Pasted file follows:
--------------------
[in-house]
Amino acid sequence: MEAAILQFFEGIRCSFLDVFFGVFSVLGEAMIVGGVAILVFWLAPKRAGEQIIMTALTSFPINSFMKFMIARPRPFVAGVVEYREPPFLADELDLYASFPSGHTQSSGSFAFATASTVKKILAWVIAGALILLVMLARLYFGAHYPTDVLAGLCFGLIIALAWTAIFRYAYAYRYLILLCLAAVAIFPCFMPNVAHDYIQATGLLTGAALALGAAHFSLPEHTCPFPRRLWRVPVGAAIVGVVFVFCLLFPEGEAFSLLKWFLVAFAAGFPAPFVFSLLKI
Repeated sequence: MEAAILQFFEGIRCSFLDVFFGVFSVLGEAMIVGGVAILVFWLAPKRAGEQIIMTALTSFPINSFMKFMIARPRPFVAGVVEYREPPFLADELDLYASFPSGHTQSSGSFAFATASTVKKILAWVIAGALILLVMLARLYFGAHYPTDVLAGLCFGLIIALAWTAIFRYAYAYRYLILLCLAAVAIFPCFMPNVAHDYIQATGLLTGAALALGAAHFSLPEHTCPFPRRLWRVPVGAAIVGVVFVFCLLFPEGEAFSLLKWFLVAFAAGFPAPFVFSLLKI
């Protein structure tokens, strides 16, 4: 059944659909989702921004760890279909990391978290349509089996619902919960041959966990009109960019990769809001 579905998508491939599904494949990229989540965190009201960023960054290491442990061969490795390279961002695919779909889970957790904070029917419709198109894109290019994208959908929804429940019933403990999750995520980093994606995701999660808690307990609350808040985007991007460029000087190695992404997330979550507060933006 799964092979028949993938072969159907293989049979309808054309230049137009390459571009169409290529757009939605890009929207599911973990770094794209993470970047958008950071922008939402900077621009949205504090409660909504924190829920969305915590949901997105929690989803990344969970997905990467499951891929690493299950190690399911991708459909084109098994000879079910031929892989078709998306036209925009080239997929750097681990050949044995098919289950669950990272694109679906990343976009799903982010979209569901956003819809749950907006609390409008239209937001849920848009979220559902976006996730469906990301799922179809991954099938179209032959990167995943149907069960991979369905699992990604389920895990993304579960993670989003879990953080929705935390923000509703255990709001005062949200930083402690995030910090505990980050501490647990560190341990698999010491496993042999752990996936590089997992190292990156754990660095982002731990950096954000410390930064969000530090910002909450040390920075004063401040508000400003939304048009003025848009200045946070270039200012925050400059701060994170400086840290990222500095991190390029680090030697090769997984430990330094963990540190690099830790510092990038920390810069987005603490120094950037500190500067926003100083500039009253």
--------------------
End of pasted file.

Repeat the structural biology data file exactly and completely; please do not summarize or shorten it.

[in-house]
Amino acid sequence: MEAAILQFFEGIRCSFLDVFFGVFSVLGEAMIVGGVAILVFWLAPKRAGEQIIMTALTSFPINSFMKFMIARPRPFVAGVVEYREPPFLADELDLYASFPSGHTQSSGSFAFATASTVKKILAWVIAGALILLVMLARLYFGAHYPTDVLAGLCFGLIIALAWTAIFRYAYAYRYLILLCLAAVAIFPCFMPNVAHDYIQATGLLTGAALALGAAHFSLPEHTCPFPRRLWRVPVGAAIVGVVFVFCLLFPEGEAFSLLKWFLVAFAAGFPAPFVFSLLKI
Repeated sequence: MEAAILQFFEGIRCSFLDVFFGVFSVLGEAMIVGGVAILVFWLAPKRAGEQIIMTALTSFPINSFMKFMIARPRPFVAGVVEYREPPFLADELDLYASFPSGHTQSSGSFAFATASTVKKILAWVIAGALILLVMLARLYFGAHYPTDVLAGLCFGLIIALAWTAIFRYAYAYRYLILLCLAAVAIFPCFMPNVAHDYIQATGLLTGAALALGAAHFSLPEHTCPFPRRLWRVPVGAAIVGVVFVFCLLFPEGEAFSLLKWFLVAFAAGFPAPFVFSLLKI
């Protein structure tokens, strides 16, 4: 059944659909989702921004760890279909990391978290349509089996619902919960041959966990009109960019990769809001 579905998508491939599904494949990229989540965190009201960023960054290491442990061969490795390279961002695919779909889970957790904070029917419709198109894109290019994208959908929804429940019933403990999750995520980093994606995701999660808690307990609350808040985007991007460029000087190695992404997330979550507060933006 799964092979028949993938072969159907293989049979309808054309230049137009390459571009169409290529757009939605890009929207599911973990770094794209993470970047958008950071922008939402900077621009949205504090409660909504924190829920969305915590949901997105929690989803990344969970997905990467499951891929690493299950190690399911991708459909084109098994000879079910031929892989078709998306036209925009080239997929750097681990050949044995098919289950669950990272694109679906990343976009799903982010979209569901956003819809749950907006609390409008239209937001849920848009979220559902976006996730469906990301799922179809991954099938179209032959990167995943149907069960991979369905699992990604389920895990993304579960993670989003879990953080929705935390923000509703255990709001005062949200930083402690995030910090505990980050501490647990560190341990698999010491496993042999752990996936590089997992190292990156754990660095982002731990950096954000410390930064969000530090910002909450040390920075004063401040508000400003939304048009003025848009200045946070270039200012925050400059701060994170400086840290990222500095991190390029680090030697090769997984430990330094963990540190690099830790510092990038920390810069987005603490120094950037500190500067926003100083500039009253």